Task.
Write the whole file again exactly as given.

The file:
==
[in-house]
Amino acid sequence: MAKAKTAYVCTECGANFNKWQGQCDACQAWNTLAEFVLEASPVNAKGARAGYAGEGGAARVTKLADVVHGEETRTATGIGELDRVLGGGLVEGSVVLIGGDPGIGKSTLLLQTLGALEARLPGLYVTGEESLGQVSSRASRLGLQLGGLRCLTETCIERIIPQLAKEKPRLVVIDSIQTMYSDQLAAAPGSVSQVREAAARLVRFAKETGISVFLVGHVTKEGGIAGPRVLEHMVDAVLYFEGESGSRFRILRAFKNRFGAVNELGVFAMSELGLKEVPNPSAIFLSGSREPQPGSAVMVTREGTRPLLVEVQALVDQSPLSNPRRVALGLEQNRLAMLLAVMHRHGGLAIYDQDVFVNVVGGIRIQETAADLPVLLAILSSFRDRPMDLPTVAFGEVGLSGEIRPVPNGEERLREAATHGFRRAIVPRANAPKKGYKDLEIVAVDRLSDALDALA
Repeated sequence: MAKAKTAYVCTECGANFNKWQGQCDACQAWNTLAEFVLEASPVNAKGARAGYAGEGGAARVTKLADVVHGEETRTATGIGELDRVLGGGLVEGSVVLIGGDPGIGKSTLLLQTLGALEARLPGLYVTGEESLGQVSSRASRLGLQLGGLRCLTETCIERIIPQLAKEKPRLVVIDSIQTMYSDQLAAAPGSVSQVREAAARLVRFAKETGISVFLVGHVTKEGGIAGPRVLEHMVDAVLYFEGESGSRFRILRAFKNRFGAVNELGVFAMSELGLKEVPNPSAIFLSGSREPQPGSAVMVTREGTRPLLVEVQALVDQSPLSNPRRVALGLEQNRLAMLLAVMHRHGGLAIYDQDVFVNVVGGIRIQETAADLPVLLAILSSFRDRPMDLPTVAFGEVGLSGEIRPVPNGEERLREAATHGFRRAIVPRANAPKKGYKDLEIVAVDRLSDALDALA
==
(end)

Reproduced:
[in-house]
Amino acid sequence: MAKAKTAYVCTECGANFNKWQGQCDACQAWNTLAEFVLEASPVNAKGARAGYAGEGGAARVTKLADVVHGEETRTATGIGELDRVLGGGLVEGSVVLIGGDPGIGKSTLLLQTLGALEARLPGLYVTGEESLGQVSSRASRLGLQLGGLRCLTETCIERIIPQLAKEKPRLVVIDSIQTMYSDQLAAAPGSVSQVREAAARLVRFAKETGISVFLVGHVTKEGGIAGPRVLEHMVDAVLYFEGESGSRFRILRAFKNRFGAVNELGVFAMSELGLKEVPNPSAIFLSGSREPQPGSAVMVTREGTRPLLVEVQALVDQSPLSNPRRVALGLEQNRLAMLLAVMHRHGGLAIYDQDVFVNVVGGIRIQETAADLPVLLAILSSFRDRPMDLPTVAFGEVGLSGEIRPVPNGEERLREAATHGFRRAIVPRANAPKKGYKDLEIVAVDRLSDALDALA
Repeated sequence: MAKAKTAYVCTECGANFNKWQGQCDACQAWNTLAEFVLEASPVNAKGARAGYAGEGGAARVTKLADVVHGEETRTATGIGELDRVLGGGLVEGSVVLIGGDPGIGKSTLLLQTLGALEARLPGLYVTGEESLGQVSSRASRLGLQLGGLRCLTETCIERIIPQLAKEKPRLVVIDSIQTMYSDQLAAAPGSVSQVREAAARLVRFAKETGISVFLVGHVTKEGGIAGPRVLEHMVDAVLYFEGESGSRFRILRAFKNRFGAVNELGVFAMSELGLKEVPNPSAIFLSGSREPQPGSAVMVTREGTRPLLVEVQALVDQSPLSNPRRVALGLEQNRLAMLLAVMHRHGGLAIYDQDVFVNVVGGIRIQETAADLPVLLAILSSFRDRPMDLPTVAFGEVGLSGEIRPVPNGEERLREAATHGFRRAIVPRANAPKKGYKDLEIVAVDRLSDALDALA